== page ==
The record evidence thus strongly suggests that the 1975 baseline was arrived at by using primarily vehicles under 6,200 miles, although some higher mileage vehicles were used.20 The EPA admits that the increasing use of high mileage vehicles has "erode[d] the accuracy of CAFE estimates." 50 Fed.Reg. at 27,181. Indeed, this erosion is the basis for EPA's pronouncement that "[m]aintaining the stringency of CAFE standard definitely requires the enforcement of a mileage accumulation limit," id. at 27,180. We cannot see why the fact that a small percentage of vehicles may have been tested at high mileage levels for MY 1975, without substantial impact on the 14 m.p.g. baseline, supports a decision to ignore all high mileage testing in the past 10 years of whatever dimensions or however greatly it may have perverted the comparability of results with MY 1975. It is, after all, the average mileage of cars comprising the MY 1975 database that affects comparability of results with later years, not whether a few high mileage vehicles were included. If, as the EPA recognized in its prospective rule, "average mileage accumulation since 1975 has steadily increased," id. at 27,181, then significant departures in testing procedures have occurred, and must be recognized.21
Ultimately, we find no reasonable basis for the EPA's decision to apply CAFE adjustments for high mileage accumulation only prospectively, and remand for reconsideration by the EPA of an appropriate retroactive adjustment to take account of the substantial post-1975 use of high mileage vehicles.22
We decline to review petitioners' challenge to the EPA's statutory authority to make any retroactive CAFE adjustments because of the twelve-month advance notice requirement, because that issue was not raised before the agency. The specific challenges to the EPA's failure to make retroactive negative adjustments, however, are properly before us. We affirm the EPA's refusal to make any adjustment as a result of introducing the coastdown technique as an alternative measuring device for determining road load power settings. We reverse the agency's decision to make adjustments for the use of cars with higher mileage accumulation limits only prospectively and remand for proceedings consistent with this opinion.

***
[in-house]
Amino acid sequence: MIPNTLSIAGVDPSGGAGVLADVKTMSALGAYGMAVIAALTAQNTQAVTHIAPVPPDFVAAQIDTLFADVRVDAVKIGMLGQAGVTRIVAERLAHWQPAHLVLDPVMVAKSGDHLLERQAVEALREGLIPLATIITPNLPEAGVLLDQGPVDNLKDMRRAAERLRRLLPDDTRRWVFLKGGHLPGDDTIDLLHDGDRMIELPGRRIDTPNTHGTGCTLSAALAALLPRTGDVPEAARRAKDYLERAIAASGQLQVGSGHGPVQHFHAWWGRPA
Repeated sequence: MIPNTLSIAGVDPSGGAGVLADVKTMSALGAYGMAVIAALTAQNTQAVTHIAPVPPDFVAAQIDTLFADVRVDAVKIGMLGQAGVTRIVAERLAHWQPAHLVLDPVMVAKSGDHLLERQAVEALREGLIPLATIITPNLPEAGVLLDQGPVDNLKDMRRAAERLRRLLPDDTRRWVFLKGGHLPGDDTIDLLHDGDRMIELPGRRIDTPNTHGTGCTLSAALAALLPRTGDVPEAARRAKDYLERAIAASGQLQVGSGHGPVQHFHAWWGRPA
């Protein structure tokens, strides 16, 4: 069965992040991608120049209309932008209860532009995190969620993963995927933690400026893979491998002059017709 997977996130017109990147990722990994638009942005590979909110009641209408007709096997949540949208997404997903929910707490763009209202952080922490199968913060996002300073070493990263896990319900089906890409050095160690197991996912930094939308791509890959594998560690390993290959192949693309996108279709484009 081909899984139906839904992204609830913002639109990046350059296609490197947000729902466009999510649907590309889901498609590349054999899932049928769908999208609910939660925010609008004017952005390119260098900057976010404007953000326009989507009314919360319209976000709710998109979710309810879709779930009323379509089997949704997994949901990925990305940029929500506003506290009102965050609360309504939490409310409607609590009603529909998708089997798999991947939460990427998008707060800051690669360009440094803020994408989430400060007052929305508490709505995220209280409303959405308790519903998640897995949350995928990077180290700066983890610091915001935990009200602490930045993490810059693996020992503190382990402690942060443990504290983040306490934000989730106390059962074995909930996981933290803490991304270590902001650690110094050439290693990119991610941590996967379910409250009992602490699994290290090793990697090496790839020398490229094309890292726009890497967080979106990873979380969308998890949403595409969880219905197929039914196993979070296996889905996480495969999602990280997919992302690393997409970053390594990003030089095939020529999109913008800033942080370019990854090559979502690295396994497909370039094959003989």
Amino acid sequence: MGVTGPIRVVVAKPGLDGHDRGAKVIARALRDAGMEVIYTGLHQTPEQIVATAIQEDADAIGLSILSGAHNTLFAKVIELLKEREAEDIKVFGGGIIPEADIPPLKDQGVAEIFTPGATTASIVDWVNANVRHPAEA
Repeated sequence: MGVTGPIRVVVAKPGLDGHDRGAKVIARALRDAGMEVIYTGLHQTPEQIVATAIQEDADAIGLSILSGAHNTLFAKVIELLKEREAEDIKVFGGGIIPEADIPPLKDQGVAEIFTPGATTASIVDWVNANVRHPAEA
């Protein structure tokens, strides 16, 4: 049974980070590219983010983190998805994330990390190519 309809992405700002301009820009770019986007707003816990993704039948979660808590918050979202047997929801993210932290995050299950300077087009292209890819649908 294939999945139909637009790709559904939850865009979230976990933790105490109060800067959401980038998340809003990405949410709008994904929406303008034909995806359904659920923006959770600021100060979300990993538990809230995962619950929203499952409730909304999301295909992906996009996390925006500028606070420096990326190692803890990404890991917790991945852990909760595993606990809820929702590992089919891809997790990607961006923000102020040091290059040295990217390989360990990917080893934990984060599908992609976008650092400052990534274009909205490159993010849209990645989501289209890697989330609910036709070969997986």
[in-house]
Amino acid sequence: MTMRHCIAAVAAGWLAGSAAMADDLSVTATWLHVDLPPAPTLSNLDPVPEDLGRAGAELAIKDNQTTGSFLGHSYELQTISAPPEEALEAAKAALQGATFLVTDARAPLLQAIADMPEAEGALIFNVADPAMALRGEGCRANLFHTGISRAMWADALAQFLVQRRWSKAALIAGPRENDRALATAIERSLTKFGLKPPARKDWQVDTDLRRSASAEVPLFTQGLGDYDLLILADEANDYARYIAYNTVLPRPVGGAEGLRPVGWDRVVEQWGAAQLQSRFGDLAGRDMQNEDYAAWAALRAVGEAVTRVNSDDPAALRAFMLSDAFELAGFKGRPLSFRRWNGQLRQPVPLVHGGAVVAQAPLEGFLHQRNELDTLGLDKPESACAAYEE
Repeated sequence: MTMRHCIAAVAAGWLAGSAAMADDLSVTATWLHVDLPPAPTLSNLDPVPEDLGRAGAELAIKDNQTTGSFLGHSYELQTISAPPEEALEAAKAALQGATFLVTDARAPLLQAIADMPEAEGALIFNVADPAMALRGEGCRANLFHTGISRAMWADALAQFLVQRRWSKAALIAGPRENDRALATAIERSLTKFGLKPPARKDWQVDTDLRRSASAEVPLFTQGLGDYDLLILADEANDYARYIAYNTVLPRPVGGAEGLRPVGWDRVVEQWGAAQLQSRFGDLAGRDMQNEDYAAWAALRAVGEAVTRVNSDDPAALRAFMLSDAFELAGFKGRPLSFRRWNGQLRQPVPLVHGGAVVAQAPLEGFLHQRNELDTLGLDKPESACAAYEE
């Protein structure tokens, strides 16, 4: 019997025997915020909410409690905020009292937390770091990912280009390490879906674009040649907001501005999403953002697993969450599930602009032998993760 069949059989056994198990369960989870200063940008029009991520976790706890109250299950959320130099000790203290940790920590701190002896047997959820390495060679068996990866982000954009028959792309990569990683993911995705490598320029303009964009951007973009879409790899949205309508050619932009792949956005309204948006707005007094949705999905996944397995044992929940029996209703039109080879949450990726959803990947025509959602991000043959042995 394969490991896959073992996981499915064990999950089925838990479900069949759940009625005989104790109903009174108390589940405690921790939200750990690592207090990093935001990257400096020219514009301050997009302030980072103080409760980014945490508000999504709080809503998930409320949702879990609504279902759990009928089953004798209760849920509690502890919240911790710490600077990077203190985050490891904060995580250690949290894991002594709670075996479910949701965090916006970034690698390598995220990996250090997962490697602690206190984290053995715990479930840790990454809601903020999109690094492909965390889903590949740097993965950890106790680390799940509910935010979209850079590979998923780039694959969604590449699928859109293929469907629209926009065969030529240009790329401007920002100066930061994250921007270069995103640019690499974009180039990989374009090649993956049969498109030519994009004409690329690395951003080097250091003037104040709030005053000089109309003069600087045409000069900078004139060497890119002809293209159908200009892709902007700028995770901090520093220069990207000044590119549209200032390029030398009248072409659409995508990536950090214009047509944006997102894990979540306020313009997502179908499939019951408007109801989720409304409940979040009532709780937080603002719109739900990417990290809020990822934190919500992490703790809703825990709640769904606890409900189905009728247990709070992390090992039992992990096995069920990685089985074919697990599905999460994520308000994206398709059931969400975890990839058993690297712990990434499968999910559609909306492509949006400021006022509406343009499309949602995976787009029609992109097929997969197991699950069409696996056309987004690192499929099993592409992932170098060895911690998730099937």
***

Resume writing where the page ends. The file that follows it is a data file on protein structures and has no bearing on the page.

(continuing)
It is so ordered.
BORK, Circuit Judge, concurring:
I concur in the Court's opinion. I concur in part II of the opinion, however, only because we are bound on the issue of standing by the prior panel opinion in Center for Auto Safety v. National Highway Traffic Safety Administration, 793 F.2d 1322 (D.C.Cir.1986). But see id. at 1341 (Scalia, J., dissenting).
Pub.L. No. 94-163, 89 Stat. 871 (1975) (codified as amended in 15 & 42 U.S.C.)
These provisions also allowed manufacturers to plan and adjust the composition of their fleets from year to year (i.e., increase or decrease the percentage of small, fuel-efficient vehicles), to avoid penalties or to take advantage of built-up CAFE "credits."
H.R.Rep. No. 340, 94th Cong., 1st Sess. 92 (1975), U.S.Code Cong. & Admin.News 1975, pp. 1762, 1854